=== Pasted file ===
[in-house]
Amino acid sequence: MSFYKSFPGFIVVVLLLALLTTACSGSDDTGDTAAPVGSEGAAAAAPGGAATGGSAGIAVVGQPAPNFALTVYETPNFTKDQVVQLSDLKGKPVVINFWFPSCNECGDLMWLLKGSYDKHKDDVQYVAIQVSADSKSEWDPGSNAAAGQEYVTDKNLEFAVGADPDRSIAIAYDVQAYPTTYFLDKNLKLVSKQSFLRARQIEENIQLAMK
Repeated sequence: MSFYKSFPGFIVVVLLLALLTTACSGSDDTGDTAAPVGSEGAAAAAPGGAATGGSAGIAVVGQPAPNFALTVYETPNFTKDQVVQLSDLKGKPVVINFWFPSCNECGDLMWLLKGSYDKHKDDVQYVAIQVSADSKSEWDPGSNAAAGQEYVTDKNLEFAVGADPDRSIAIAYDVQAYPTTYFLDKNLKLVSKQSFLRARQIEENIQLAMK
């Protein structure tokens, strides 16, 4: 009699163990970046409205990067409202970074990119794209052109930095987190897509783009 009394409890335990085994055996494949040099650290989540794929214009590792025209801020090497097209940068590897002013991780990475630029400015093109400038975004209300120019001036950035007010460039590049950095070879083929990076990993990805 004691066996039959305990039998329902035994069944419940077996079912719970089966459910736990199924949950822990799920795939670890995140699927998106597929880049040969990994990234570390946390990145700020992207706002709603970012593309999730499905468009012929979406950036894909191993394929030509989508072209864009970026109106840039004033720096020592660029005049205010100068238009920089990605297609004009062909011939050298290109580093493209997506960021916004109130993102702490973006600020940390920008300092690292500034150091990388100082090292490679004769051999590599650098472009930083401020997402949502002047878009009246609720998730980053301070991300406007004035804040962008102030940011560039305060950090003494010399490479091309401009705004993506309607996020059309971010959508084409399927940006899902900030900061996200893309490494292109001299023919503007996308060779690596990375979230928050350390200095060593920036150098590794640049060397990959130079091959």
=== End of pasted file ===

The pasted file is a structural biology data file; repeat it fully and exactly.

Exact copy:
[in-house]
Amino acid sequence: MSFYKSFPGFIVVVLLLALLTTACSGSDDTGDTAAPVGSEGAAAAAPGGAATGGSAGIAVVGQPAPNFALTVYETPNFTKDQVVQLSDLKGKPVVINFWFPSCNECGDLMWLLKGSYDKHKDDVQYVAIQVSADSKSEWDPGSNAAAGQEYVTDKNLEFAVGADPDRSIAIAYDVQAYPTTYFLDKNLKLVSKQSFLRARQIEENIQLAMK
Repeated sequence: MSFYKSFPGFIVVVLLLALLTTACSGSDDTGDTAAPVGSEGAAAAAPGGAATGGSAGIAVVGQPAPNFALTVYETPNFTKDQVVQLSDLKGKPVVINFWFPSCNECGDLMWLLKGSYDKHKDDVQYVAIQVSADSKSEWDPGSNAAAGQEYVTDKNLEFAVGADPDRSIAIAYDVQAYPTTYFLDKNLKLVSKQSFLRARQIEENIQLAMK
């Protein structure tokens, strides 16, 4: 009699163990970046409205990067409202970074990119794209052109930095987190897509783009 009394409890335990085994055996494949040099650290989540794929214009590792025209801020090497097209940068590897002013991780990475630029400015093109400038975004209300120019001036950035007010460039590049950095070879083929990076990993990805 004691066996039959305990039998329902035994069944419940077996079912719970089966459910736990199924949950822990799920795939670890995140699927998106597929880049040969990994990234570390946390990145700020992207706002709603970012593309999730499905468009012929979406950036894909191993394929030509989508072209864009970026109106840039004033720096020592660029005049205010100068238009920089990605297609004009062909011939050298290109580093493209997506960021916004109130993102702490973006600020940390920008300092690292500034150091990388100082090292490679004769051999590599650098472009930083401020997402949502002047878009009246609720998730980053301070991300406007004035804040962008102030940011560039305060950090003494010399490479091309401009705004993506309607996020059309971010959508084409399927940006899902900030900061996200893309490494292109001299023919503007996308060779690596990375979230928050350390200095060593920036150098590794640049060397990959130079091959």